Ham radio on linux. Is it any good? Is it ready for prime time and as a daily driver desktop OS? Yes, but sort of. If you are a total dummy and do not know your way around linux its going to be frustrating unless you know how to install flatpaks, compile source and install dependencies, because not all distros have all the software you might need available in their package manager.
Debian and Ubuntu derivatives have the largest software repositories but, I hate debian with a passion and ubuntu uses gnome which feels like pulling teeth to use. That said, I am using Mint, a ubuntu derivative with Xfce desktop only because its the path of least resistance. I hate APT because it seems to want to break things all the time, but so far, I have only had apt break a couple of times and were easily fixed.
So the software, most things you would want are available in one form or another. Coming from windows using Ham Radio Deluxe, you will be disappointed. But most things can be achieved one way or another. So what software am i using?
For logging, Cqrlog.
As far as logging goes it does most of what you want. Interfaces with WSJTX, uploads to LOTW and EQSL etc etc. Install can be hit or miss with broken dependencies if something has installed myslq rather than mariadb. I fought with this for a while until i worked out what the actual problem was and that mariadb was a broken package that would not install its dependencies. But, if the install goes smoothly it works fine out of the box, if not, its a pain in the arse,
Cant complain much about this, installed fine, no real hassles, detects the right USB TTY ports in use. Just remember to add your user to the DIALOUT group or you will be raging at the screen because it wont access the USB serial port, HAHAHA.
While I much prefer HRD and everything integrated into the one program group, fldigi does work, installs fine and does what it claims it will. Setting up rig control was a bit of an abortion and it defaults to having the squelch function turned up to 11 do nothing decodes. Other than those few things its ok. But I am not a fan boy.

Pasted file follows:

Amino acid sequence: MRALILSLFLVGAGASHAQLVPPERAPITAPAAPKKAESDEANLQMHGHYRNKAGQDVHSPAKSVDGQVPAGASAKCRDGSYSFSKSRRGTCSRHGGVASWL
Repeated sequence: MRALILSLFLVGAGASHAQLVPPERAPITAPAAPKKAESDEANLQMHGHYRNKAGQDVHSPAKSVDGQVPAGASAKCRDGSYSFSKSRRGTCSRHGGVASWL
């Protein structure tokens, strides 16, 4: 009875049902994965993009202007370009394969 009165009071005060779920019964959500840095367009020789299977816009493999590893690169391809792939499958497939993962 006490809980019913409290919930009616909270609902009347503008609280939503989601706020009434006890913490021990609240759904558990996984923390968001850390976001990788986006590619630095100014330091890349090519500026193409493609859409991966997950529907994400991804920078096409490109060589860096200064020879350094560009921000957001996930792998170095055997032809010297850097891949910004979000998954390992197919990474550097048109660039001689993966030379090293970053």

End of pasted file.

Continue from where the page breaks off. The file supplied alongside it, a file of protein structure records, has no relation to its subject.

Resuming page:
Chirp works fine, installs as a flatpak so no headaches as long as you know how to install flatpaks and flatpak is installed on your system. Other than that, it baofengs like a champion LOL.
Qtel used to be a pain in the arse to install. But now someone is maintaining the software and supporting an install package. It works, does what it does and not much more. Not that I use it, but have it there for just in case someone wants to actually talk to me on it.
SlowRX receives only. Which is fine for me because I only use it for SSTV from the space station. I have had it running for the last few hours on 20m, but nothing. So i cannot confirm it actually works. But for now I will leave it running until either it decodes an image or I rage quit.
Well thats actually it for ham software that I actually need or use. There might be some other things that might be useful, but I cant think of anything off hand. I know that the software for my Spectrum Analyzer wont work on linux, and getting the SDRplay and HackRF One working, while painful is doable, though the software is kind of rubbish. I will get them going later.
Is linux ready for the prime time? Kind of, but not to the extent of everything just works as it should as it does in windows. The only reason why I am here is the windows PC causes RFI from its shitty PSU and this old pentium machine with its external PSU brick does not. Once I get a new PSU for the windows machine I will dump linux like a box of turds. But for now, i like no RFI and the ability to work the SSB thats out there without having to worry about using all the tricks in the book to make them workable.
EDIT: Slowrx works just fine.